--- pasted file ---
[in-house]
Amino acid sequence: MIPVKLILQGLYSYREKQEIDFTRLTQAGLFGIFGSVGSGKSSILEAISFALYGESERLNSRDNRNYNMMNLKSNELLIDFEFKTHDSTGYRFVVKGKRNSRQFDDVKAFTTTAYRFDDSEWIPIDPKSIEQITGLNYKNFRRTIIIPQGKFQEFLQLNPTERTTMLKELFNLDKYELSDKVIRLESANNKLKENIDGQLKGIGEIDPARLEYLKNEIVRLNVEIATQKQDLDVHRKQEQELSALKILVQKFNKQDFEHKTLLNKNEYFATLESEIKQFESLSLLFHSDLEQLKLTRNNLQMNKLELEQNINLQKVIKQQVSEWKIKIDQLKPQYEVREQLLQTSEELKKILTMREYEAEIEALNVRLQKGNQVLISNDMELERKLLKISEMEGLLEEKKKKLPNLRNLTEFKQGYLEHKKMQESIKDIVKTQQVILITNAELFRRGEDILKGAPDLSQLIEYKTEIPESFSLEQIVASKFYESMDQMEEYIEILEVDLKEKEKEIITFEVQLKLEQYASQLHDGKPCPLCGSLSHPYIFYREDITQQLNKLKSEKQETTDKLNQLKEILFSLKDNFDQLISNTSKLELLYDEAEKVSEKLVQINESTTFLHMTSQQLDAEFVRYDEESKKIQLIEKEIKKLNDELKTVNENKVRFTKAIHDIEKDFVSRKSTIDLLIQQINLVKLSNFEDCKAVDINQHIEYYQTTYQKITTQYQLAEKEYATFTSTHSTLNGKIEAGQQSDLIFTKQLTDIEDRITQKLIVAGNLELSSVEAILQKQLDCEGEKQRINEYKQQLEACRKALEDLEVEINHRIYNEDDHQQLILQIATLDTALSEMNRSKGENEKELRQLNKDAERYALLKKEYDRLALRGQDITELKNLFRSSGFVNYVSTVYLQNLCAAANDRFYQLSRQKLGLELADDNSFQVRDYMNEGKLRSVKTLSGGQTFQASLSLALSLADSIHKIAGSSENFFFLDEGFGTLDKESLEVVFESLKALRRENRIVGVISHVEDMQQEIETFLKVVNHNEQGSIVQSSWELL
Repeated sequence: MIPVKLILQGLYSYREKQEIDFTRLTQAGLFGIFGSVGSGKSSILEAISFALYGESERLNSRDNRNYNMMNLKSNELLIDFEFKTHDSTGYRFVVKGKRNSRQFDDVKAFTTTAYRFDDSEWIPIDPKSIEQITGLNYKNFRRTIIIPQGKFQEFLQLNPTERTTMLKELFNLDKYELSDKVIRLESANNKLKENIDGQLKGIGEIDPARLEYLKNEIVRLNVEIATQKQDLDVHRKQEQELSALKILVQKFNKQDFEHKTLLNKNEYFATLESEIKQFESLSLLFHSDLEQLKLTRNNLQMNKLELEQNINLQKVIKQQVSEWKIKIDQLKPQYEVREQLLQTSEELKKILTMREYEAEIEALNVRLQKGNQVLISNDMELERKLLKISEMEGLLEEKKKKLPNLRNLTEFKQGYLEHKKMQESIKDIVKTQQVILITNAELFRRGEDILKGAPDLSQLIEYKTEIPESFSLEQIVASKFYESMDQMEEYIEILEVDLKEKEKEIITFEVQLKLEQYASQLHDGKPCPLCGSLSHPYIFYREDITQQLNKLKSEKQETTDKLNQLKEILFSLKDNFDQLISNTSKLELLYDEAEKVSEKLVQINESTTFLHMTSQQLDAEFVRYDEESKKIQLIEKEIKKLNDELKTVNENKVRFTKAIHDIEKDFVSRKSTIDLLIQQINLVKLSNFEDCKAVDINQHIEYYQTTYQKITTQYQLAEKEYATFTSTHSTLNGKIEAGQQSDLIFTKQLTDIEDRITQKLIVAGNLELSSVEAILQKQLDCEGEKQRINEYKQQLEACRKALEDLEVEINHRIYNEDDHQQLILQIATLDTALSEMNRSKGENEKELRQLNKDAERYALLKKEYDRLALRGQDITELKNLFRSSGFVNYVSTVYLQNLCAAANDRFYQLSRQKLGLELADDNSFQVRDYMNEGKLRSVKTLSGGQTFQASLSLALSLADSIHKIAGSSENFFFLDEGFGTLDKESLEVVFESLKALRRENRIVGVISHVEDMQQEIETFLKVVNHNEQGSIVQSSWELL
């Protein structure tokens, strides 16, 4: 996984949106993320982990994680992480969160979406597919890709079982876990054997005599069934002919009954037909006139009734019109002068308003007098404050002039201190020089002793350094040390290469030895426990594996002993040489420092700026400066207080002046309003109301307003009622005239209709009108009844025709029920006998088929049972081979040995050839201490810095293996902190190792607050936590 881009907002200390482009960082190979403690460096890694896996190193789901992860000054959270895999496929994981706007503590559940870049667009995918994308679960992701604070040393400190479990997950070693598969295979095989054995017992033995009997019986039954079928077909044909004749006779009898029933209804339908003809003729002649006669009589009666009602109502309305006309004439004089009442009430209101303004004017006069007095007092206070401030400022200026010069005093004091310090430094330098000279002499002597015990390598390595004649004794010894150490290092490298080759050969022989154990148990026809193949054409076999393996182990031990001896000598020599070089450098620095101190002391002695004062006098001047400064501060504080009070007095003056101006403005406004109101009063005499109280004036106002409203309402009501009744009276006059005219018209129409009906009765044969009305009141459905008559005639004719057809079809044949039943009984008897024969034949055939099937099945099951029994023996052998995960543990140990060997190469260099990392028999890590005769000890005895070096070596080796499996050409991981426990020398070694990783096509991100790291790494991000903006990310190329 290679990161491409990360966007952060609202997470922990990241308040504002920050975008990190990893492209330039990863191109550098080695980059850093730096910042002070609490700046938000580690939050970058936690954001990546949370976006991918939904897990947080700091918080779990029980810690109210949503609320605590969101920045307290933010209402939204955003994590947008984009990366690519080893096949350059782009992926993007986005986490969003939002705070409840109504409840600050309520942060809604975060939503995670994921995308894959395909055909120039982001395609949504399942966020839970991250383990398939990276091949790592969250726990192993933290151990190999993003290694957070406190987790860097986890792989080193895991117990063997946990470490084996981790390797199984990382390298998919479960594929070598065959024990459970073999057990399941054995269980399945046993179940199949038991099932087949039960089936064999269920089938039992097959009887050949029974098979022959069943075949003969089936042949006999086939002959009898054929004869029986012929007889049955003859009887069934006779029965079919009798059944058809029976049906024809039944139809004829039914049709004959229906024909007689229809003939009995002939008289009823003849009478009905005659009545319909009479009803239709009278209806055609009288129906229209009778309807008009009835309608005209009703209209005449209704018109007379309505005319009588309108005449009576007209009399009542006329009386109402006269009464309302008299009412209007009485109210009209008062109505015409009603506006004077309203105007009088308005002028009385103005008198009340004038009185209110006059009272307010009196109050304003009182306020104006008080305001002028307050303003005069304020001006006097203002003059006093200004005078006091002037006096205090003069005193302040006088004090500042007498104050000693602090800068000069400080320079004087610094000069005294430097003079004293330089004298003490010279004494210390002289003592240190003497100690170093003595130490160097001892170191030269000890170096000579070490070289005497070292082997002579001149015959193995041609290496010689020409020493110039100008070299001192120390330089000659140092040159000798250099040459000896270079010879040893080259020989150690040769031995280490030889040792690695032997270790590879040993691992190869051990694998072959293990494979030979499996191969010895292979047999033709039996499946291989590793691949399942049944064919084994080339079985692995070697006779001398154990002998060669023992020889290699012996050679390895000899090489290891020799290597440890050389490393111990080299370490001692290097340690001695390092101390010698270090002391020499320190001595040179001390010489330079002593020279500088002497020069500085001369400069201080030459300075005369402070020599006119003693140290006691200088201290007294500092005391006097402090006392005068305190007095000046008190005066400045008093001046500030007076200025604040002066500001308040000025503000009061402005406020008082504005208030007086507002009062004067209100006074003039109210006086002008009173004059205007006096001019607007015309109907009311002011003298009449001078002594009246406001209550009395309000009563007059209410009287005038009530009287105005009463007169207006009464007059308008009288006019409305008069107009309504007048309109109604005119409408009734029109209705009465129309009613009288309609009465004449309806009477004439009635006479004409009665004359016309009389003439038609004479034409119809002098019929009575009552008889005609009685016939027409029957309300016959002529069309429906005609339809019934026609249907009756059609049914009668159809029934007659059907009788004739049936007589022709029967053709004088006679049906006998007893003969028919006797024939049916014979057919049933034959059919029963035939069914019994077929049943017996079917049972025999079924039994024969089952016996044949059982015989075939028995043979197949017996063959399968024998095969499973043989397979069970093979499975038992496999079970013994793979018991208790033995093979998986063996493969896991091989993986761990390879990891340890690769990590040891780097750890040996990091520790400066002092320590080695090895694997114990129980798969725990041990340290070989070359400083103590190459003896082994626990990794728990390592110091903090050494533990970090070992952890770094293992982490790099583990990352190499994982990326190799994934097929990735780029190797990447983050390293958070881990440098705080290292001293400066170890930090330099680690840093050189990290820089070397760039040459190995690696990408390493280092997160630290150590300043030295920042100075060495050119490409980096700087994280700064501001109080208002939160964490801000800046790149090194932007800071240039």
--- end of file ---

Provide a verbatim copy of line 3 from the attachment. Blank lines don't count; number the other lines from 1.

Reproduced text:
Repeated sequence: MIPVKLILQGLYSYREKQEIDFTRLTQAGLFGIFGSVGSGKSSILEAISFALYGESERLNSRDNRNYNMMNLKSNELLIDFEFKTHDSTGYRFVVKGKRNSRQFDDVKAFTTTAYRFDDSEWIPIDPKSIEQITGLNYKNFRRTIIIPQGKFQEFLQLNPTERTTMLKELFNLDKYELSDKVIRLESANNKLKENIDGQLKGIGEIDPARLEYLKNEIVRLNVEIATQKQDLDVHRKQEQELSALKILVQKFNKQDFEHKTLLNKNEYFATLESEIKQFESLSLLFHSDLEQLKLTRNNLQMNKLELEQNINLQKVIKQQVSEWKIKIDQLKPQYEVREQLLQTSEELKKILTMREYEAEIEALNVRLQKGNQVLISNDMELERKLLKISEMEGLLEEKKKKLPNLRNLTEFKQGYLEHKKMQESIKDIVKTQQVILITNAELFRRGEDILKGAPDLSQLIEYKTEIPESFSLEQIVASKFYESMDQMEEYIEILEVDLKEKEKEIITFEVQLKLEQYASQLHDGKPCPLCGSLSHPYIFYREDITQQLNKLKSEKQETTDKLNQLKEILFSLKDNFDQLISNTSKLELLYDEAEKVSEKLVQINESTTFLHMTSQQLDAEFVRYDEESKKIQLIEKEIKKLNDELKTVNENKVRFTKAIHDIEKDFVSRKSTIDLLIQQINLVKLSNFEDCKAVDINQHIEYYQTTYQKITTQYQLAEKEYATFTSTHSTLNGKIEAGQQSDLIFTKQLTDIEDRITQKLIVAGNLELSSVEAILQKQLDCEGEKQRINEYKQQLEACRKALEDLEVEINHRIYNEDDHQQLILQIATLDTALSEMNRSKGENEKELRQLNKDAERYALLKKEYDRLALRGQDITELKNLFRSSGFVNYVSTVYLQNLCAAANDRFYQLSRQKLGLELADDNSFQVRDYMNEGKLRSVKTLSGGQTFQASLSLALSLADSIHKIAGSSENFFFLDEGFGTLDKESLEVVFESLKALRRENRIVGVISHVEDMQQEIETFLKVVNHNEQGSIVQSSWELL